Dr Zakir Naik, a tall, thin, ascetic-looking scholar in a white skullcap, began by declaring Western "women's liberation" to be a form of exploitation and degradation which encouraged women to be more sexually available. Islam conferred true equality by ensuring women were not exposed to men's sexual interest.

Of course, women's rights under Islam, he warned, "should not be judged by what Muslim societies do but by what is said in the glorious Qur'an". That was to be a constant refrain. The Qur'an, he said, didn't blame Eve for the fall as the Bible did.

On every count - spiritual, legal, economic, educational and political - a woman's rights in Islam were exactly the same as a man's. She could work for a living provided it was "a modest occupation". (Modest in the bodily sense; anything involving singing, dancing or even reading the news on television was out.)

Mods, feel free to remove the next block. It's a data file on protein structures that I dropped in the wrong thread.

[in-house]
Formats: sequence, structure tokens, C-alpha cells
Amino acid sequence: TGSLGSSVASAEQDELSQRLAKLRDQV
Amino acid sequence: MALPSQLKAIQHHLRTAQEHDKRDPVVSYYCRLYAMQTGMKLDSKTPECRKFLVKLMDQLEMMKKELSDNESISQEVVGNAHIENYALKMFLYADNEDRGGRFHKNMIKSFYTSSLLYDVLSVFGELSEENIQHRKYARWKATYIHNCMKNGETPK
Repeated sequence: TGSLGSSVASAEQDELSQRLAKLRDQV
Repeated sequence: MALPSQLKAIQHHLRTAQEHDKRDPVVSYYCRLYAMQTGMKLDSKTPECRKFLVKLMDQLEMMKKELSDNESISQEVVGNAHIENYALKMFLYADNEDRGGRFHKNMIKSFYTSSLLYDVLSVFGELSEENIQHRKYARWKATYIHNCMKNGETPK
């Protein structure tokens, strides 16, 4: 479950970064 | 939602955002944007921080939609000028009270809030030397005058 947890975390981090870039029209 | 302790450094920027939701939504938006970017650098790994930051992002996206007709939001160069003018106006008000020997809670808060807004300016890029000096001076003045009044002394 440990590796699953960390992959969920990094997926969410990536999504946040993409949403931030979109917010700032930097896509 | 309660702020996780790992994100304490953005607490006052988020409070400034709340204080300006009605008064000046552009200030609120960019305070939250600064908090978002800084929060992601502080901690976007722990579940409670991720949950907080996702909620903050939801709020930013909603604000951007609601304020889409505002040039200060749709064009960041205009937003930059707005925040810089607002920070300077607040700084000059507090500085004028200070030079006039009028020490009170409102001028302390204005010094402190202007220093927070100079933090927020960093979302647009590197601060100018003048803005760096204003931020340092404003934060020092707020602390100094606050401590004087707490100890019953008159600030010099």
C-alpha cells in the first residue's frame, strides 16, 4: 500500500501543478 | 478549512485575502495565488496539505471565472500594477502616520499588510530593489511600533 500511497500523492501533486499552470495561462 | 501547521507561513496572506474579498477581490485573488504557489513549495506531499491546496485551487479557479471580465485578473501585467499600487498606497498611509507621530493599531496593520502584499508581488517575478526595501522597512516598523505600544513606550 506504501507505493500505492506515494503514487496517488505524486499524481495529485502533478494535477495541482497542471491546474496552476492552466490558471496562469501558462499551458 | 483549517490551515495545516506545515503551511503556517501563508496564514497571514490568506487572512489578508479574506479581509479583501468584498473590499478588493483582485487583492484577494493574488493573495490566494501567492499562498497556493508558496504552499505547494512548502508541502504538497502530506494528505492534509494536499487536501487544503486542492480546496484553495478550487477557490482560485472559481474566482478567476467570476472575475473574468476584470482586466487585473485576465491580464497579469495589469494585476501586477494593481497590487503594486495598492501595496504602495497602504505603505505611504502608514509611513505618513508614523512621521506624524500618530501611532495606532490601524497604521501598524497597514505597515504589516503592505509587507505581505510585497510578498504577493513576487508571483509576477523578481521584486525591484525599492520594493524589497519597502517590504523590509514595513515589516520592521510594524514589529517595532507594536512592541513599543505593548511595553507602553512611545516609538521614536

And whatever she earned, she could spend entirely as she wished. Her husband was obliged to support the family financially; she was not. She was equal in all things except leadership of the family, but that did not mean the male was superior, merely that he had greater responsibility to support the family.

Marriage for a woman, as for a man, was compulsory, he said. Islam prohibits celibacy. All who are able to get married should get married because marriage discouraged promiscuity. A man's wife was his "fortress against the Devil".